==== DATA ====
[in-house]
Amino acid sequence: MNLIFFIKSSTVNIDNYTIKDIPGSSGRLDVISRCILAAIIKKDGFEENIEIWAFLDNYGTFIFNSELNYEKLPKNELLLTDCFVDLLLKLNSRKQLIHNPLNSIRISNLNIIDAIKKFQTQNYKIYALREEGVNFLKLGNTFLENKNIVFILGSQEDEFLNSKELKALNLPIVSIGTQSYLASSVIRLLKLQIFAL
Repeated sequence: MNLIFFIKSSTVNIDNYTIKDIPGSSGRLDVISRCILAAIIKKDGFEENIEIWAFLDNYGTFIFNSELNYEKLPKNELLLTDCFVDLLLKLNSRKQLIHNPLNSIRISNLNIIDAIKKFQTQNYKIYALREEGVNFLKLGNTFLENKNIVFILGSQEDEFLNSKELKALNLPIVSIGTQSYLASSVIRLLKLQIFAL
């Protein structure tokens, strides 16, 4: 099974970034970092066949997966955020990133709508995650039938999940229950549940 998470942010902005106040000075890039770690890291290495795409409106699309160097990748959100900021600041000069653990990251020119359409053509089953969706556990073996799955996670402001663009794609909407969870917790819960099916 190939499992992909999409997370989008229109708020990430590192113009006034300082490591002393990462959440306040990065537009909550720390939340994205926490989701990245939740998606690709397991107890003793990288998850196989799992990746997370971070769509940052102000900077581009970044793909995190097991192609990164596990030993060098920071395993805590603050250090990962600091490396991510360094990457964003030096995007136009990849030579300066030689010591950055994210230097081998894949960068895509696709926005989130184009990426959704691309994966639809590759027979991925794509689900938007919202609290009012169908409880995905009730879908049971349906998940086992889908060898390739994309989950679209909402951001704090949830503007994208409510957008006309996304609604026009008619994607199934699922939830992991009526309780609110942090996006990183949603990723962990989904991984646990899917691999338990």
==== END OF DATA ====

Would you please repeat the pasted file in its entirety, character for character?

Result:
[in-house]
Amino acid sequence: MNLIFFIKSSTVNIDNYTIKDIPGSSGRLDVISRCILAAIIKKDGFEENIEIWAFLDNYGTFIFNSELNYEKLPKNELLLTDCFVDLLLKLNSRKQLIHNPLNSIRISNLNIIDAIKKFQTQNYKIYALREEGVNFLKLGNTFLENKNIVFILGSQEDEFLNSKELKALNLPIVSIGTQSYLASSVIRLLKLQIFAL
Repeated sequence: MNLIFFIKSSTVNIDNYTIKDIPGSSGRLDVISRCILAAIIKKDGFEENIEIWAFLDNYGTFIFNSELNYEKLPKNELLLTDCFVDLLLKLNSRKQLIHNPLNSIRISNLNIIDAIKKFQTQNYKIYALREEGVNFLKLGNTFLENKNIVFILGSQEDEFLNSKELKALNLPIVSIGTQSYLASSVIRLLKLQIFAL
């Protein structure tokens, strides 16, 4: 099974970034970092066949997966955020990133709508995650039938999940229950549940 998470942010902005106040000075890039770690890291290495795409409106699309160097990748959100900021600041000069653990990251020119359409053509089953969706556990073996799955996670402001663009794609909407969870917790819960099916 190939499992992909999409997370989008229109708020990430590192113009006034300082490591002393990462959440306040990065537009909550720390939340994205926490989701990245939740998606690709397991107890003793990288998850196989799992990746997370971070769509940052102000900077581009970044793909995190097991192609990164596990030993060098920071395993805590603050250090990962600091490396991510360094990457964003030096995007136009990849030579300066030689010591950055994210230097081998894949960068895509696709926005989130184009990426959704691309994966639809590759027979991925794509689900938007919202609290009012169908409880995905009730879908049971349906998940086992889908060898390739994309989950679209909402951001704090949830503007994208409510957008006309996304609604026009008619994607199934699922939830992991009526309780609110942090996006990183949603990723962990989904991984646990899917691999338990």